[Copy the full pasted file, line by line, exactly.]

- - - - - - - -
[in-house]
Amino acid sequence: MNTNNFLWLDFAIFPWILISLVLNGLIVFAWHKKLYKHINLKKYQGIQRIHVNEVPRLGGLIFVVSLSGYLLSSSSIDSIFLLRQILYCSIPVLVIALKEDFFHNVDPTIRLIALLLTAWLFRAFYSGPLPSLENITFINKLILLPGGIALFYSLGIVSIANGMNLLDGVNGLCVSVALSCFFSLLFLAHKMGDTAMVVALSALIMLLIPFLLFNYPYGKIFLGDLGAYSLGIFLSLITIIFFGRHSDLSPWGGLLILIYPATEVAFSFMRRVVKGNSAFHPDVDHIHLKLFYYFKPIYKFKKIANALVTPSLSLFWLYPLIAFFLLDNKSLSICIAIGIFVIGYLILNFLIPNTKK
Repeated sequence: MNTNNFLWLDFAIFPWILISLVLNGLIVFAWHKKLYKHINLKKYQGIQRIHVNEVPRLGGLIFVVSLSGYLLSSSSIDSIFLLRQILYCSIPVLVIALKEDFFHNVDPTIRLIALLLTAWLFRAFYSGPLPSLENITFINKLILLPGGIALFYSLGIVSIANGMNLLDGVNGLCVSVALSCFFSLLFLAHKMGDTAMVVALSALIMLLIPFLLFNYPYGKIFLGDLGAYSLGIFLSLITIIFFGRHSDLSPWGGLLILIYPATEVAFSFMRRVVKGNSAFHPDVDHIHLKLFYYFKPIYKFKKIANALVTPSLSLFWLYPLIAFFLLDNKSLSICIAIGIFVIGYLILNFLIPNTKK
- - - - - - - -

[in-house]
Amino acid sequence: MNTNNFLWLDFAIFPWILISLVLNGLIVFAWHKKLYKHINLKKYQGIQRIHVNEVPRLGGLIFVVSLSGYLLSSSSIDSIFLLRQILYCSIPVLVIALKEDFFHNVDPTIRLIALLLTAWLFRAFYSGPLPSLENITFINKLILLPGGIALFYSLGIVSIANGMNLLDGVNGLCVSVALSCFFSLLFLAHKMGDTAMVVALSALIMLLIPFLLFNYPYGKIFLGDLGAYSLGIFLSLITIIFFGRHSDLSPWGGLLILIYPATEVAFSFMRRVVKGNSAFHPDVDHIHLKLFYYFKPIYKFKKIANALVTPSLSLFWLYPLIAFFLLDNKSLSICIAIGIFVIGYLILNFLIPNTKK
Repeated sequence: MNTNNFLWLDFAIFPWILISLVLNGLIVFAWHKKLYKHINLKKYQGIQRIHVNEVPRLGGLIFVVSLSGYLLSSSSIDSIFLLRQILYCSIPVLVIALKEDFFHNVDPTIRLIALLLTAWLFRAFYSGPLPSLENITFINKLILLPGGIALFYSLGIVSIANGMNLLDGVNGLCVSVALSCFFSLLFLAHKMGDTAMVVALSALIMLLIPFLLFNYPYGKIFLGDLGAYSLGIFLSLITIIFFGRHSDLSPWGGLLILIYPATEVAFSFMRRVVKGNSAFHPDVDHIHLKLFYYFKPIYKFKKIANALVTPSLSLFWLYPLIAFFLLDNKSLSICIAIGIFVIGYLILNFLIPNTKK